A mixed method approach to auto-ethnographic study of the compositional process
Methodologies applied in the study of the creative processes utilised by composers have historically been shaped by Soloboda’s acknowledgement of the problems associated with this subject in his work The Musical Mind: the cognitive psychology of music (1986). After discounting the value of critical analysis of the musical score as a useful tool, Sloboda outlines the dependency of other methods on the composer’s willingness to be scrutinised, citing the rarity of co-operation as a significant barrier to interview and observation as reliable means of research (1986, p.103). Other researchers into collaborative artistic endeavours have highlighted the dangers of over reliance on one particular method such as discourse analysis or interview (John-Steiner, Weber and Minnis, 1998; Rossmanith, 2009). Consequently, any methodological approach adopted by a researcher attempting to de-mystify the process of musical composition will need to address a range of problems; the reluctance of composers to examine their practices, the interruption of creative flow, and limitations of particular methods of investigation. More recent studies have attempted to counter the challenges of observing artistic and collaborative practice by adopting the stance of researcher-practitioner (Collins (2007), Newman (2008), Bennett (2014)). Examining an artistic practice from the perspective of participant provides the researcher with a unique insight, which if applied with authenticity may increase validity of findings.
This paper documents the author’s experience in the role of composer-researcher over multiple composition projects, and the refinement of an auto-ethnographic mixed method approach to studying the compositional process that combines:
Linear event analysis of the composition process recorded via self-administered stimulated recall method
Deconstruction of completed lyrical and musical content of own writing, including analysis of composer notes, sketches and scores
Interviews with co-collaborators
Discourse analysis (email based)
Whilst initially distracting, if embedded within a compositional approach encouraging reflective praxis, self-scrutiny is shown to be a useful tool that can help promote innovation, efficiency and development of craft, with the rewards offered by a composer-as-researcher approach outweighing its objectivity-based limitations. It is further argued that composers experienced in auto-ethnographic research practices are well placed to conduct observational studies of fellow composers, thus offering opportunities to widen the field of knowledge in this elusive area.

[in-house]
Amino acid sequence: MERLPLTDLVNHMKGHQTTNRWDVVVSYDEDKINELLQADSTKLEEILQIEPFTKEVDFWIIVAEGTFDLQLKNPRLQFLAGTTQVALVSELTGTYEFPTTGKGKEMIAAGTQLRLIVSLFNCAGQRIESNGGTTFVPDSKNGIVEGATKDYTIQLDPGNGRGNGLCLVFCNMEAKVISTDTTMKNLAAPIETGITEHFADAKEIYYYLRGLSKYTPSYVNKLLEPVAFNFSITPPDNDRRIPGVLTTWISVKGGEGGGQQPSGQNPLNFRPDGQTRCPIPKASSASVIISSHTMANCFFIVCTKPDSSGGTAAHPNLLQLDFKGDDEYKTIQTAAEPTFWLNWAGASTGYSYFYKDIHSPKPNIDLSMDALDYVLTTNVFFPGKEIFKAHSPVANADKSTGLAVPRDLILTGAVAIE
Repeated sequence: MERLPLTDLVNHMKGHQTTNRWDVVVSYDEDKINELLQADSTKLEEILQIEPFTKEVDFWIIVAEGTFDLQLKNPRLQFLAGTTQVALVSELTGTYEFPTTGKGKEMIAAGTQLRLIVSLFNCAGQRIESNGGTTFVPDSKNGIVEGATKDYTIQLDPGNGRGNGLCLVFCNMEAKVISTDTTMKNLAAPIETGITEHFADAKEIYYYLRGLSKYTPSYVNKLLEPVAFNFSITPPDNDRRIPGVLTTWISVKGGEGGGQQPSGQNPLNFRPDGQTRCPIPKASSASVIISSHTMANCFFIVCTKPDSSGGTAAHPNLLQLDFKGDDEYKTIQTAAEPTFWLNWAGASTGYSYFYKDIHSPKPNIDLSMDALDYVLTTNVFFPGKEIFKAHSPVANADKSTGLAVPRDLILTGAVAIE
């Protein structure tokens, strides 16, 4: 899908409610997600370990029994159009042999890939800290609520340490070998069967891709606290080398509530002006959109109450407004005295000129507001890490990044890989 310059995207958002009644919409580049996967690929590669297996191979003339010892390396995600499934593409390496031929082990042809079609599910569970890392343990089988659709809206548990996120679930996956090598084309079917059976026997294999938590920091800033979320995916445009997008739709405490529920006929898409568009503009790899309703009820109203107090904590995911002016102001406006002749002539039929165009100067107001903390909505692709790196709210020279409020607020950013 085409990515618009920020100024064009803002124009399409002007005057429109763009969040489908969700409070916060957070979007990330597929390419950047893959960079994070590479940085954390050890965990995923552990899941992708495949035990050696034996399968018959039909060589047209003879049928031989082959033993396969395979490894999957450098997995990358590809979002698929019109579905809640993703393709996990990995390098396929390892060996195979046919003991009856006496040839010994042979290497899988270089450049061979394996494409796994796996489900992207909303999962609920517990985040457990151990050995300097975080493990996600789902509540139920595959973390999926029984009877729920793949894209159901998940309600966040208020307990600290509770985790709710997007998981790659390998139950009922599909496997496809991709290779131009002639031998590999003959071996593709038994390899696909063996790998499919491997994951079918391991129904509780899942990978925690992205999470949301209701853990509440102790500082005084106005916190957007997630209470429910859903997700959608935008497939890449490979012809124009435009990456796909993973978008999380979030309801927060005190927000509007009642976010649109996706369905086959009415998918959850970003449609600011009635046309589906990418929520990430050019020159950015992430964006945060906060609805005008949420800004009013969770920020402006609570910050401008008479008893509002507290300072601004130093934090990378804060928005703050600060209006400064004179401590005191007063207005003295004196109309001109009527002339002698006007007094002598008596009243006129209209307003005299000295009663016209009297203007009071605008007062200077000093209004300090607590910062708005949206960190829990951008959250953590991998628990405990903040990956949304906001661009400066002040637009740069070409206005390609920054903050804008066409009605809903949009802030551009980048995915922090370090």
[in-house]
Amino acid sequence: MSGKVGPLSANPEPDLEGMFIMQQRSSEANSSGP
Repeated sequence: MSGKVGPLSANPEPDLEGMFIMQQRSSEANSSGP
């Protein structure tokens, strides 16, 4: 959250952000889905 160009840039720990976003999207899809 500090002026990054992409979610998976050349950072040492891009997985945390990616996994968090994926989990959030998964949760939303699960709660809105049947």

Bath Spa University, UK
Is a composer and interdisciplinary artist whose work takes musical influences from jazz, folk, rock and classical styles. Often inspired by contemporary and historical stories, she enjoys collaborating with practitioners from other art forms to create multidimensional works. Having completed a degree in music at the University of Leeds (majoring in alto saxophone), she was awarded a Masters of Music (Composi- tion) from Anglia Ruskin University at distinction level. More recently she was awarded a PhD from Bath Spa University which involved the creation and production of four works of musical theatre within different collaborative models. As a researcher, Amy is interested in interdisciplinary collaboration, practice-based research and creativity as a catalyst for change and growth. Having many years’ experience teaching in college and university settings, Amy now works for the internationally renowned Snape Maltings Creative Campus, developing programmes that enable and facilitate arts participation and creativity.